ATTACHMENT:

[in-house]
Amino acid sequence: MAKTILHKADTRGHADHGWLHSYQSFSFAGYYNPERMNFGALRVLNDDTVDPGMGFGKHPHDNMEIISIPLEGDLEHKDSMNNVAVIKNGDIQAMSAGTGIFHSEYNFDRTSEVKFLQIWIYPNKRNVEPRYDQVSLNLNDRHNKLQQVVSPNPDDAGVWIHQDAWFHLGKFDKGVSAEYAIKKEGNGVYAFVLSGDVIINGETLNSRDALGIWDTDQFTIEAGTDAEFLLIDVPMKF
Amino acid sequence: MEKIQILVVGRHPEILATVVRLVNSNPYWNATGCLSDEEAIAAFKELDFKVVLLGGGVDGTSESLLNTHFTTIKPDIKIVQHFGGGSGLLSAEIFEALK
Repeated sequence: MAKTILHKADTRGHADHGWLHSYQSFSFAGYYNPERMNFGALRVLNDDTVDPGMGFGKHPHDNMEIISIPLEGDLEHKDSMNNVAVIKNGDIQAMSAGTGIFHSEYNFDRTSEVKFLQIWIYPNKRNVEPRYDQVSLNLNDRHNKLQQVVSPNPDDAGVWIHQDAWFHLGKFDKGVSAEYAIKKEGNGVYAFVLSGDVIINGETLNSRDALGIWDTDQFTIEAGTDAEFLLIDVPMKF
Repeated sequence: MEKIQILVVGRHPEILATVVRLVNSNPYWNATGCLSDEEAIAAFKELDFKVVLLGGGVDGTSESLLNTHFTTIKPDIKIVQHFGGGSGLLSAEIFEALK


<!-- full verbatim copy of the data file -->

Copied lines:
[in-house]
Amino acid sequence: MAKTILHKADTRGHADHGWLHSYQSFSFAGYYNPERMNFGALRVLNDDTVDPGMGFGKHPHDNMEIISIPLEGDLEHKDSMNNVAVIKNGDIQAMSAGTGIFHSEYNFDRTSEVKFLQIWIYPNKRNVEPRYDQVSLNLNDRHNKLQQVVSPNPDDAGVWIHQDAWFHLGKFDKGVSAEYAIKKEGNGVYAFVLSGDVIINGETLNSRDALGIWDTDQFTIEAGTDAEFLLIDVPMKF
Amino acid sequence: MEKIQILVVGRHPEILATVVRLVNSNPYWNATGCLSDEEAIAAFKELDFKVVLLGGGVDGTSESLLNTHFTTIKPDIKIVQHFGGGSGLLSAEIFEALK
Repeated sequence: MAKTILHKADTRGHADHGWLHSYQSFSFAGYYNPERMNFGALRVLNDDTVDPGMGFGKHPHDNMEIISIPLEGDLEHKDSMNNVAVIKNGDIQAMSAGTGIFHSEYNFDRTSEVKFLQIWIYPNKRNVEPRYDQVSLNLNDRHNKLQQVVSPNPDDAGVWIHQDAWFHLGKFDKGVSAEYAIKKEGNGVYAFVLSGDVIINGETLNSRDALGIWDTDQFTIEAGTDAEFLLIDVPMKF
Repeated sequence: MEKIQILVVGRHPEILATVVRLVNSNPYWNATGCLSDEEAIAAFKELDFKVVLLGGGVDGTSESLLNTHFTTIKPDIKIVQHFGGGSGLLSAEIFEALK